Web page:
Metropolis magazine interviewed project team members about how nature inspired the human-centric design of NOAA’s Daniel K. Inouye Regional Center in Hawaii.
Susan S. Szenasy, publisher and editor-in-chief of Metropolis, spoke to team members including Kyle Prenzlow, senior project architect, and Zorana Bosnic, sustainable design leader, both based in HOK’s San Francisco office, about renovating and expanded historic airplane hangars for the National Oceanic and Atmospheric Administration (NOAA) in Pearl Harbor, Hawaii.
Excerpted from Metropolis:
Susan S. Szenasy: It seems that we’re all trying to understand what it means to build in the 21st century, to build within the environment and with humanity at the center of it. This project by HOK personifies the new thinking.
Kyle Prenzlow: The site of the National Oceanic and Atmospheric Administration (NOAA) is about 35 acres, composed of six buildings. The main building houses about 800 staff, and supports all of NOAA’s operations throughout the Pacific region. It was the vision of NOAA to bring all of their groups together in one facility so that they could collaborate and, most of all, be efficient, share research, and also save operations costs.
We treated the design of the project like it was a university campus with quads. The footprint of the building is three-and-a-half acres, so we really needed to look for strategies to make neighborhoods and break up such a large space, while making autonomous groups feel part of a whole. The monkey pod tree was an inspiration for some of the daylighting strategies and the natural ventilation. It’s a native Hawaiian species and it influenced the design of some of the daylight requirements.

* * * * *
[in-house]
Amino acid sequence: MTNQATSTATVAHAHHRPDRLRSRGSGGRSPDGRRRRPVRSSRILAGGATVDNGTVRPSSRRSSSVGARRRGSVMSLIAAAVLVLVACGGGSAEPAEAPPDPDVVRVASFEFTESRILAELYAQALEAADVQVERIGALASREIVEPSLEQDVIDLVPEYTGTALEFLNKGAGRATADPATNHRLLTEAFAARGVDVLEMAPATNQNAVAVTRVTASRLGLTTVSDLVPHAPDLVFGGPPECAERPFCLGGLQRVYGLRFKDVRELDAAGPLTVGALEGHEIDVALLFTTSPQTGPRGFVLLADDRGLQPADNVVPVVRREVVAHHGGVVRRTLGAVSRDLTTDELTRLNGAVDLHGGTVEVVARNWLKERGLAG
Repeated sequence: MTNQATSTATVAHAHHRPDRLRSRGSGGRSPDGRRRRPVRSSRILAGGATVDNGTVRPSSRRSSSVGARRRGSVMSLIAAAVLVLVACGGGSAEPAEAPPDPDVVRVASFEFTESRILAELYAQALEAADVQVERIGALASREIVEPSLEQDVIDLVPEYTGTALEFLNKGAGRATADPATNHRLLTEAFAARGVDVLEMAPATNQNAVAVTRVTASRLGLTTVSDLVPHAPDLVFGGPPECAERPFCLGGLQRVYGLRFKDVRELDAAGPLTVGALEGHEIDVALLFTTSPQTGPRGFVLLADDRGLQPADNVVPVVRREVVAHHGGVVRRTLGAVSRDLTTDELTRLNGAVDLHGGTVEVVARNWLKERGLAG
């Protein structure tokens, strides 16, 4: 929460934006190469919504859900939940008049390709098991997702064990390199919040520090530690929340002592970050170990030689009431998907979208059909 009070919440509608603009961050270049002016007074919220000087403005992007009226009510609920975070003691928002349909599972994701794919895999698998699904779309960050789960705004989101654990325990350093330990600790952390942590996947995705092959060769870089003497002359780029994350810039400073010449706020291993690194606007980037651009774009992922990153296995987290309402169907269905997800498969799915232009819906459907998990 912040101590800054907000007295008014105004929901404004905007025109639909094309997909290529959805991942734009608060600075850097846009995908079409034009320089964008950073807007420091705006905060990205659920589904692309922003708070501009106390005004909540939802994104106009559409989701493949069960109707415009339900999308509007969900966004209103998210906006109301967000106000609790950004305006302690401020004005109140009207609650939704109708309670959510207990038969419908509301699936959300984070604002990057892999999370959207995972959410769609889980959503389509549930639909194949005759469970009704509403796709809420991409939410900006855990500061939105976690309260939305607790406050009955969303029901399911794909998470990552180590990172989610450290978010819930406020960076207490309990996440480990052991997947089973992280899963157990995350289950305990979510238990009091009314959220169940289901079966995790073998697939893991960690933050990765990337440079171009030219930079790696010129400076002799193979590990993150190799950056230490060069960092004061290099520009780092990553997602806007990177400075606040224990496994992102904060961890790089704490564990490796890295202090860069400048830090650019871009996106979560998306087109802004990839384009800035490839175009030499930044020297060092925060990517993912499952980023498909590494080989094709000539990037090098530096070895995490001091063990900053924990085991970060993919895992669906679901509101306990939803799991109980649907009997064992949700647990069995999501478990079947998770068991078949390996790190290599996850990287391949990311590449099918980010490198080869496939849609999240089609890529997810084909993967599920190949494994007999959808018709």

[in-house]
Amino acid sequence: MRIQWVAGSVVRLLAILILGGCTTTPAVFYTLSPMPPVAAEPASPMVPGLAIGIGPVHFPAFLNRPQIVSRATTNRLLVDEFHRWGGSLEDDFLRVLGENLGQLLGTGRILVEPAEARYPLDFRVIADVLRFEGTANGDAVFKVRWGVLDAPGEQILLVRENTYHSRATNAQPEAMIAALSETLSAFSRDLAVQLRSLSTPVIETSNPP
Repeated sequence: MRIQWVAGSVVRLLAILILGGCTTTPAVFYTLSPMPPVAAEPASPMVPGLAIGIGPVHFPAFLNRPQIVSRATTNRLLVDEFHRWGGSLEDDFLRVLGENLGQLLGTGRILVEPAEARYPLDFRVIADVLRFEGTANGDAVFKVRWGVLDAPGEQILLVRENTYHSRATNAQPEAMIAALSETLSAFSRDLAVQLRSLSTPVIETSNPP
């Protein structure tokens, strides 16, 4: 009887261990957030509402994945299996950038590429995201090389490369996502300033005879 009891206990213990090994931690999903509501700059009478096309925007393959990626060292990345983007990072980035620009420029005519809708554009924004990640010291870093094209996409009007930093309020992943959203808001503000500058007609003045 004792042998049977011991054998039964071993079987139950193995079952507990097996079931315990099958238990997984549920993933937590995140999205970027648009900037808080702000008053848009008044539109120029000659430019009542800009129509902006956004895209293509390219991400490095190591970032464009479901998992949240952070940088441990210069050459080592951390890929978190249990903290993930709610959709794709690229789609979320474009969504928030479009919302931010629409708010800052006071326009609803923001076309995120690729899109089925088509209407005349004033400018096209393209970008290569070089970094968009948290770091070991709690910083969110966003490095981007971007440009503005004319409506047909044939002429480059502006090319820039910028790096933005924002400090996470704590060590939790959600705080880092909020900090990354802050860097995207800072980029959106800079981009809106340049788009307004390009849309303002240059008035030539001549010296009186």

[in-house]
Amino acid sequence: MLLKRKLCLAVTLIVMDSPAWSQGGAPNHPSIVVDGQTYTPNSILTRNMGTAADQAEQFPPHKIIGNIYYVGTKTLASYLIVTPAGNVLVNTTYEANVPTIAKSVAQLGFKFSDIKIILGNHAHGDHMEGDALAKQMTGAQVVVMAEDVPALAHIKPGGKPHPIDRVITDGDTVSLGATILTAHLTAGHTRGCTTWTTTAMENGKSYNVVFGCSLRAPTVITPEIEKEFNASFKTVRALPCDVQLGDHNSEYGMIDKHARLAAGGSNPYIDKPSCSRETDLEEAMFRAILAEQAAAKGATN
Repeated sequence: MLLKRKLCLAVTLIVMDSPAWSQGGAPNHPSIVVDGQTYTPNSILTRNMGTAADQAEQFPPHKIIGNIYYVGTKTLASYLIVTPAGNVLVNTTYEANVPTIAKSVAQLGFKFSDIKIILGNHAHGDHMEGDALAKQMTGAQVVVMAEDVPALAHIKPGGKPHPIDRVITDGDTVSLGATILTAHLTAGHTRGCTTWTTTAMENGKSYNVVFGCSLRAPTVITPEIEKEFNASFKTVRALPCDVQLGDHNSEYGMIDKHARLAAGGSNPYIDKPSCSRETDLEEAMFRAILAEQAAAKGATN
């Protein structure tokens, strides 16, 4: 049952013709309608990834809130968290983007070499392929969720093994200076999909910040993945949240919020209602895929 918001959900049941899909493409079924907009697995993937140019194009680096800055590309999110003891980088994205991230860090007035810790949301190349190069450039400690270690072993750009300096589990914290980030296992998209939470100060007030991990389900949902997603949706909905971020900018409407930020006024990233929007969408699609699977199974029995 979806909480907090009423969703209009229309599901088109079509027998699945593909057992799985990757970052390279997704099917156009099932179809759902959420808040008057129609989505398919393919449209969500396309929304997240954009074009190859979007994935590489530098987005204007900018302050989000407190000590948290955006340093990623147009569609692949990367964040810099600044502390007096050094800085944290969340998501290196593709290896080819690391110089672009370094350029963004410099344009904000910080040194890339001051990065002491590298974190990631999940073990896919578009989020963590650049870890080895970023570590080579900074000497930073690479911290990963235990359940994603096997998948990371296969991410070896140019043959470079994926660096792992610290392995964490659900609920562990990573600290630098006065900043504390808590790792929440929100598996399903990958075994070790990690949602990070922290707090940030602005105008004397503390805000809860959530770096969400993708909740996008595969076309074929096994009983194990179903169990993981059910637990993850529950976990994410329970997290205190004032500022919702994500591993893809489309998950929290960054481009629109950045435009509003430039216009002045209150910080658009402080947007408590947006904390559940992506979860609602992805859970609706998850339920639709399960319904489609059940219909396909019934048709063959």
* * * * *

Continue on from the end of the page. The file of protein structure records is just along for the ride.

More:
SSS: HOK has been exploring biomimicry and biophilia for some 15 years. Your practice is looking at ways a building can learn from its natural environment and the interaction between the two. Let’s talk about what you found in the Kahn building that was really interesting to you and how he related that building to that environment that it was built in.
Zorana Bosnic: There was an opportunity to bring the breeze as well as light into the hangars. There was also the ability merge indoor and outdoor spaces. It was very transparent and very accessible. Early on, we looked at historic and natural contexts of the island and the monkey pod tree was one of the inspirations. It’s a single trunk tree that has a very dense top layer canopy and provides really good shade and thermal comfort during the hot humid days. Then when it’s overcast and raining, the leaves curl up into a narrow, conic shape and allow the breezes and rain to reach the ground. The grass is literally greener under the monkey pod tree because it allows the rain to reach the soil.
In 2000, the conversation about the interaction between design and the natural world asked, “How can innovation in the built environment be inspired by nature?” One interesting aspect to the biomimetic approach was the focus on performance. There is 3.8 billion years of natural world around us. What can we learn about these processes and how can we translate that into our buildings and make them better performing? That evolved slowly into human-centric design. What does it mean to the people occupying the building?